McGuffey’s Third Eclectic Reader
William Holmes McGuffey
Children
2:42 h
Level 3
McGuffey Readers were a series of graded primers for grade levels 1-6. They were widely used as textbooks in American schools from the mid-19th century to the early 20th century, and are still used today in homeschooling. The third Reader taught the definitions of words and was written at a level equivalent to the modern 5th or 6th grade. McGuffey's Readers were among the first textbooks in the United States designed to be increasingly challenging with each volume. They used word repetition in the text as a learning tool, developing reading skills by challenging students using the books. Sounding-out, enunciation, and accents were emphasized. Colonial-era texts had offered dull lists of 20 to 100 new words per page for memorization. In contrast, McGuffey used new vocabulary words in the context of real literature, gradually introducing new words and carefully repeating the old.

McGuffey's Third Eclectic Reader

by
William Holmes McGuffey


Lesson I
The Shepherd Boy

Little Roy led his sheep down to pasture,
And his cows, by the side of the brook;
But his cows never drank any water,
And his sheep never needed a crook.

For the pasture was gay as a garden,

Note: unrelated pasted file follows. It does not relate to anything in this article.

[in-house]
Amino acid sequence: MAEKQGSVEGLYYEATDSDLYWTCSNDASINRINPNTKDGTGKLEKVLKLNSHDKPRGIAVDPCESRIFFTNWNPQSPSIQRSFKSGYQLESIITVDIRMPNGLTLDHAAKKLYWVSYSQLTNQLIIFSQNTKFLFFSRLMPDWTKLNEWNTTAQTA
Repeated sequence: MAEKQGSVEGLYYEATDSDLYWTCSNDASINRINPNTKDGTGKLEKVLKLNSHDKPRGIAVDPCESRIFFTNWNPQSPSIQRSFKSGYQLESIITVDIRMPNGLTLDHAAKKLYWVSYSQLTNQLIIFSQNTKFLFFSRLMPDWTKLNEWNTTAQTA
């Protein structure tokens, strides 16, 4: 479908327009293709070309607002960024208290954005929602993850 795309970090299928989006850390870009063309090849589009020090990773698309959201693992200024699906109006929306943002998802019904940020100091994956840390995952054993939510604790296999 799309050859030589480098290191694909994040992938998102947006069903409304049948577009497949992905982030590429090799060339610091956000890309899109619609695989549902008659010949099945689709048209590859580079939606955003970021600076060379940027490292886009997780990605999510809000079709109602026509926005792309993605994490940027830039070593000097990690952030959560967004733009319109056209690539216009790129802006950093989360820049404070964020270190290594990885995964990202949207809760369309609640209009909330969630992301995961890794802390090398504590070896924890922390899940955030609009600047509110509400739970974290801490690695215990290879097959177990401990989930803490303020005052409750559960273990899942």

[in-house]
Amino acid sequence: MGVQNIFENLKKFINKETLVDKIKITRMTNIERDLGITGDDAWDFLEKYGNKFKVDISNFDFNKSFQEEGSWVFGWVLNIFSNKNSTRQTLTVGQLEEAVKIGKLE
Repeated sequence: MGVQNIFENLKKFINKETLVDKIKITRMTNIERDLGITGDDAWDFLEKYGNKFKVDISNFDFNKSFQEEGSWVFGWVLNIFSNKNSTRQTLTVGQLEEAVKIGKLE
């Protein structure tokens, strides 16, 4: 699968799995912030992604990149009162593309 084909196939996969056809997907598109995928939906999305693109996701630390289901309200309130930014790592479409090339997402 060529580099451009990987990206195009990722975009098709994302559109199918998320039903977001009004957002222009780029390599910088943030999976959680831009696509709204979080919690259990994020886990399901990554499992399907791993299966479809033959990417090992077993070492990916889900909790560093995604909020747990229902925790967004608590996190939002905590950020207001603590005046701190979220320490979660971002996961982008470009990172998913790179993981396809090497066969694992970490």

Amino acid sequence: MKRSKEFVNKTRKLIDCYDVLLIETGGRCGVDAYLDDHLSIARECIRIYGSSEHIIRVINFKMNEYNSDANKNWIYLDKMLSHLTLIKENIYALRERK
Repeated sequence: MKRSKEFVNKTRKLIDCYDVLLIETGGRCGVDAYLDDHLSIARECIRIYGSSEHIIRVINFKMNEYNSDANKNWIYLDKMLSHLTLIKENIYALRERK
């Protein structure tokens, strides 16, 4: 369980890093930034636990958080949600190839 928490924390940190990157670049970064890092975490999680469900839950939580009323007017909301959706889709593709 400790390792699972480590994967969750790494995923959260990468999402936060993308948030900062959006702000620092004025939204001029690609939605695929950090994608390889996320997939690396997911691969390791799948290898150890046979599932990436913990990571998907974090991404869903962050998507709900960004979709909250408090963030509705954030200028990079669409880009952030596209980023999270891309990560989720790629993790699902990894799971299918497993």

And it glowed with a flowery red;
But the meadows had never a grass blade,
And the brooklet — it slept in its bed:

And it lay without sparkle or murmur,
Nor reflected the blue of the skies;
But the music was made by the shepherd,
And the sparkle was all in his eyes.

Oh, he sang like a bird in the summer!
And, if sometimes you fancied a bleat,
That, too, was the voice of the shepherd,
And not of the lambs at his feet.

And the glossy brown cows were so gentle
That they moved at the touch of his hand
O'er the wonderful, rosy-red meadow,
And they stood at the word of command.

So he led all his sheep to the pasture,
And his cows, by the side of the brook;
Though it rained, yet the rain never pattered
O'er the beautiful way that they took.

And it was n’t in Fairyland either,
But a house in the midst of the town,
Where Roy, as he looked from the window,
Saw the silvery drops trickle down.

For his pasture was only a table,
With its cover so flowery fair,
And his brooklet was just a green ribbon,
That his sister had lost from her hair.

And his cows were but glossy horse-chestnuts,
That had grown on his grandfather’s tree;
And his sheep only snowy-white pebbles,
He had brought from the shore of the sea.

And at length when the shepherd was weary,
And had taken his milk and his bread,
And his mother had kissed him and tucked him,
And had bid him “good night” in his bed;

Then there entered his big brother Walter,
While the shepherd was soundly asleep,
And he cut up the cows into baskets,
And to jackstones turned all of the sheep.

Emily S. Oakey.


Lesson II
Johnny's First Snowstorm